The Middle East Tribune

Centered on Civil Liberties & Political Issues, Human Development & Socioeconomic Matters

Poverty: The Matrix of All Troubles

Poor people in oil-rich Iraq waiting for food rations/photo

At the onset of this millennium, the World Bank established a set of international development targets, known as the Millennium Development Goals (MDGs), to reduce poverty by half in 2015. On that point, during the annual meeting of the World Bank (WB)  and International Monetary Fund (IMF) held in Dubai, in September 2003, James Wolfensohn, then-president of the WB declared that over one billion people survive on less than one dollar a day. While around one billion people control more than 80 percent of the global Gross Domestic Products (GDP).

Eight years later, in 2011, at the spring meetings of the WB and IMF in Washington, Robert Zoellick, president of the WB then, forewarned that the world is “one shock away from a full-blown crisis”. He added that the continued ascent of food prices is the main threat to poor nations who risk “losing a generation”.

In spite of that, the World Development Indicators (WDI) 2012 of the WB acclaim that the global poverty indicator of those living on less than $1.25 per day has been cut down by half (from 44.3% in 1990 to 22.0% in 2012). In contradiction with the WDI of 2012, the WB issued on February 29, 2012, a “Global Poverty Update” manifesting that “At the current rate of progress there will still be around 1 billion people living below $1.25 per day in 2015”.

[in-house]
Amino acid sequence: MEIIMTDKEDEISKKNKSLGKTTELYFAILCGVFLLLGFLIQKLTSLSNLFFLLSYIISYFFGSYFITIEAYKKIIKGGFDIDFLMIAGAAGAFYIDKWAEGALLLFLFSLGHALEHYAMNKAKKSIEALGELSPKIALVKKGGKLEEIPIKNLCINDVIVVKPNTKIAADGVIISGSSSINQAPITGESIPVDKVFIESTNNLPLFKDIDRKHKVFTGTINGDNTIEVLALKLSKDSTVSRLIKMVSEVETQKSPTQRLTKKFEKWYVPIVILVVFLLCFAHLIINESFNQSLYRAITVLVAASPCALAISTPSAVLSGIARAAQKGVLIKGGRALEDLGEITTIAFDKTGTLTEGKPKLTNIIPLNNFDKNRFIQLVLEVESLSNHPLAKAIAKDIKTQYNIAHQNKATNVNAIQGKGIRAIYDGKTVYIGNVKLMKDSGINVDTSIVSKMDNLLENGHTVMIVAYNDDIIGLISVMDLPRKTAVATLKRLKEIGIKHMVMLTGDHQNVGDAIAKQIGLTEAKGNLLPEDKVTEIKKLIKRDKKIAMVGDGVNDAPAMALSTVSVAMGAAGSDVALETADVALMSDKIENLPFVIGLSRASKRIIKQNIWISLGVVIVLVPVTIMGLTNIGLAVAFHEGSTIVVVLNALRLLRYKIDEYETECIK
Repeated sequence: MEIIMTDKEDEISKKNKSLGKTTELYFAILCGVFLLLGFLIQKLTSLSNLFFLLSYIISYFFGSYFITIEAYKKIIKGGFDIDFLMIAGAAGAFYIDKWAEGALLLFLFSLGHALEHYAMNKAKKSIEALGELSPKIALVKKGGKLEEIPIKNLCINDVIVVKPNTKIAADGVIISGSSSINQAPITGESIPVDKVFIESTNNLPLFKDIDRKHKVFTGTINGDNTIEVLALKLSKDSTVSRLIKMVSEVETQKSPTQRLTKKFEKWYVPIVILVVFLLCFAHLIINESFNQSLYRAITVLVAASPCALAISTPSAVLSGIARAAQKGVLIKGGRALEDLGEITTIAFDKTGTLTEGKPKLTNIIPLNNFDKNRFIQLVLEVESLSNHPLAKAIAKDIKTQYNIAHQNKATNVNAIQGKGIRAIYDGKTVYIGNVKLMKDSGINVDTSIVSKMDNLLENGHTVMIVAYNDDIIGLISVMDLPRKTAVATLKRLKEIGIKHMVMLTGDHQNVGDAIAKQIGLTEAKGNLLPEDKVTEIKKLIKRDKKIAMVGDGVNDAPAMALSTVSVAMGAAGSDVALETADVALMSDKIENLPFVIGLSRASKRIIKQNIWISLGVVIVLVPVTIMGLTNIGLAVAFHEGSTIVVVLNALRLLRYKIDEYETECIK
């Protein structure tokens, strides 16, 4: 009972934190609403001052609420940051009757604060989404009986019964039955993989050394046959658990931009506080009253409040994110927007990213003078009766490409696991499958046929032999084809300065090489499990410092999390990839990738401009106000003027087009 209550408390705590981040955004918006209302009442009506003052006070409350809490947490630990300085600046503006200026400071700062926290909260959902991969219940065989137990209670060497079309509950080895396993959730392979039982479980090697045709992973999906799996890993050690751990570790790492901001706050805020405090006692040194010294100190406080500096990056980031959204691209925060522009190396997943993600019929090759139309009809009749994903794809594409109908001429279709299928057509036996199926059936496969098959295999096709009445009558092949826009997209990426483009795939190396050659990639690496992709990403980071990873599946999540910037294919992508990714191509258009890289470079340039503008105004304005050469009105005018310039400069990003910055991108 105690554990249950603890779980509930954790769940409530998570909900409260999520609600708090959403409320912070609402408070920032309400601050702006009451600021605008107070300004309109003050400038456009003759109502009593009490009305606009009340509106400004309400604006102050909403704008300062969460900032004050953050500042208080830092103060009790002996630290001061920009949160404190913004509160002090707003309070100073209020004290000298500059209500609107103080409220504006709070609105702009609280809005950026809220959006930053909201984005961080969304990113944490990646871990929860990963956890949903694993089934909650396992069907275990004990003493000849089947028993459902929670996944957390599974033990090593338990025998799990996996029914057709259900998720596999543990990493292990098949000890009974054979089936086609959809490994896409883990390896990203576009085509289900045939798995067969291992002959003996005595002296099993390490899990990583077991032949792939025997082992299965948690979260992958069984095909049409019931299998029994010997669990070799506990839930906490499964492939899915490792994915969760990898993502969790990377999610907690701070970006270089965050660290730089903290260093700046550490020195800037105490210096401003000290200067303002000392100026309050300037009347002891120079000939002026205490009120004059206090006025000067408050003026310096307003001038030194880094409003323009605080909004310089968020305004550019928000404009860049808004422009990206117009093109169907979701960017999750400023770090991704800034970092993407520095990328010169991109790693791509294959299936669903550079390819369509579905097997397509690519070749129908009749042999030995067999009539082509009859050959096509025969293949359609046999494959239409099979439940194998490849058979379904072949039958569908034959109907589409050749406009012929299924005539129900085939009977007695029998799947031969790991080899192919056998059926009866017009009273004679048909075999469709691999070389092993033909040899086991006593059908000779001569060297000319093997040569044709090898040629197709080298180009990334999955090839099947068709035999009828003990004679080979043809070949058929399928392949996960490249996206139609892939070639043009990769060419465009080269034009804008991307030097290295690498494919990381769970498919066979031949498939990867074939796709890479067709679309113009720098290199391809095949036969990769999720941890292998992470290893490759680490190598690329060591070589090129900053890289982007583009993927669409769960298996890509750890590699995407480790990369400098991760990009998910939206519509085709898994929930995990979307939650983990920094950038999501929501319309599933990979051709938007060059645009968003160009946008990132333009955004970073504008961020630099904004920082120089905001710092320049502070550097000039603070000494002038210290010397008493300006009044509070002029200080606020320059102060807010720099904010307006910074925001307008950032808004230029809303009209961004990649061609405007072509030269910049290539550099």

Obviously, the World Bank update has reconfigured the original goals of the Millennium Development Goals, which were set to reduce global poverty by half­­, not just to reduce the number of those living on less than $1.25 a day only. However, the same global update also reports that, “The number of people living between $1.25 and $2.00 has almost doubled from 648 million to 1.18 billion between 1981 and 2008”, which made the WB’s data in its Global Update short to provide the real data of global poverty—let alone it is inconsistent with the reality.

In any case, the world has 2.47 billion hungry souls in 2008 living on less than $2 a day compared with 2.59 billion in 1981, not counting hundreds of millions of impoverished people who were re-categorized into higher poverty bracket as a result of wage adjustments mainly to moderate the effect of recurring high inflations-let alone what the worldwide economic crisis of 2008 and its recessional aftereffects have added to the global poverty strata.